Tuesday, July 01, 2008

My Life As A Stalinist


Charles Elwell died in January. He worked for MI5 prior to his retirement in 1979, but he continued his work against those he saw as being subversives. He came to edit "British Briefing" a clandestine document which ceased publication in 1990. This newsletter was printed by the anti-Communist Industrial Research and Information Service (IRIS). It claimed that copies were circulated to certain "political leaders, MPs, journalists and others", who were requested to treat it as confidential. It is said that "British Briefing" was funded to the tune of £270,000 over a three year period by Rupert Murdoch (see here and trawl down to the item entitled "The Campaign Against Labour").

I was first elected to parliament in 1987 and the above source states that in Charles Elwell's publication "Derbyshire MP Harry Barnes was labelled as 'quite a vigorous Stalinist underminer of British parliamentary democracy'." I operated my Constituency Office from our home and came to believe that over this period my phone was tapped, following a need to have it repaired after I dropped it on the floor. I always felt sorry for those who listened in as the case load must have sounded very boring.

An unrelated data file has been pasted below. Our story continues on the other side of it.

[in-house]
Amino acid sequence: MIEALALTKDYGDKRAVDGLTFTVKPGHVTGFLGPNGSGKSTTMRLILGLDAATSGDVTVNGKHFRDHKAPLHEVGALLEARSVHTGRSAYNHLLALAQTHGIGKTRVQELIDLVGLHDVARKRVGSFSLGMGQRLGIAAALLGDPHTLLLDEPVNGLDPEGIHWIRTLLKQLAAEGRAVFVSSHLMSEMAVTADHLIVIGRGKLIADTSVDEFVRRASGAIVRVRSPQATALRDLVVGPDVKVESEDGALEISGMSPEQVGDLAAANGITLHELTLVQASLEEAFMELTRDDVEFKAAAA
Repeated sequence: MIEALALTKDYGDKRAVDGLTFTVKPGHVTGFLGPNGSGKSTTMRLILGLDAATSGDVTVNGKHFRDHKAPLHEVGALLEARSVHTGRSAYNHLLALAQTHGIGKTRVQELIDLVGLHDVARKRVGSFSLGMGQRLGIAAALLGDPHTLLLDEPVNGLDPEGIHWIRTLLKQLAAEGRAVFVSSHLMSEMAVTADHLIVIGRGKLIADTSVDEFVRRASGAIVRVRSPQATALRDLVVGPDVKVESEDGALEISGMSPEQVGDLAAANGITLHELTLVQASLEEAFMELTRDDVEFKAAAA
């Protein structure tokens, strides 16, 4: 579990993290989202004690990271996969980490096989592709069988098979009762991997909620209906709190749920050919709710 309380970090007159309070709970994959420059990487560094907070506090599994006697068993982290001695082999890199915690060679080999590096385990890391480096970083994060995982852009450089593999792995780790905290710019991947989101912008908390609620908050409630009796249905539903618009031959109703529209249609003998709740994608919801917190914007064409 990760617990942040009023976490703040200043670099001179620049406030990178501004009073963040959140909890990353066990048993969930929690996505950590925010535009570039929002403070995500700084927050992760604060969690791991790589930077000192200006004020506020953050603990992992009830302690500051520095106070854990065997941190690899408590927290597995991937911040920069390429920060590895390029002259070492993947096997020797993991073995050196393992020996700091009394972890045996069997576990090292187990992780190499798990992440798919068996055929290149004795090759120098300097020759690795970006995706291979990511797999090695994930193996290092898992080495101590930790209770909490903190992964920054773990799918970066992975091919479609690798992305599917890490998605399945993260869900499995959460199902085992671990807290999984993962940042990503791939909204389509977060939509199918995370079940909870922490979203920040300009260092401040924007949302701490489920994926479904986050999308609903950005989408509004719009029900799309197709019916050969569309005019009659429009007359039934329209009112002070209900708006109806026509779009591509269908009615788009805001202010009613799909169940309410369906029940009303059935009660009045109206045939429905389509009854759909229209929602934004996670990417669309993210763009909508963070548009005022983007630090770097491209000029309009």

I was in good company alongside other exposed "subversives" who included Patricia Hewitt and Harriet Harman as well as organisations such as Shelter and the World Council of Churches.

My letter written to the "Northern Echo" planted back in October, 1957 entitled "Russia, with its privileged class, isn't Socialist" in reply to the Secretary of the Durham Area Committee of the Communist Party, obviously didn't fool British Briefing. They knew an anti-Stalinist Stalinist when they saw one!


Robert said...

Harriet they must be mistaken, our Harriet could not be a subversive, she is New Labour

Harry Barnes said...

Robert: In Etwell's obituary in the Guardian on 21st January it stated that "His targets included Patricia Hewitt, who was to become a cabinet minister and privy counsellor under New Labour, and Harriet Harman, now deputy leader of the Labour party and Leader of the Commons, when they were, respectively, general secretary and legal officer of the National Council for Civil Liberties (now Liberty) in the 1970s."
This was, of course, in ye good olde days before New Labour had been invented. Anyone with libertarian values in those days would be classified by Etwell as being subversive. If he had lived, he might have passed the mantle on to David Davis!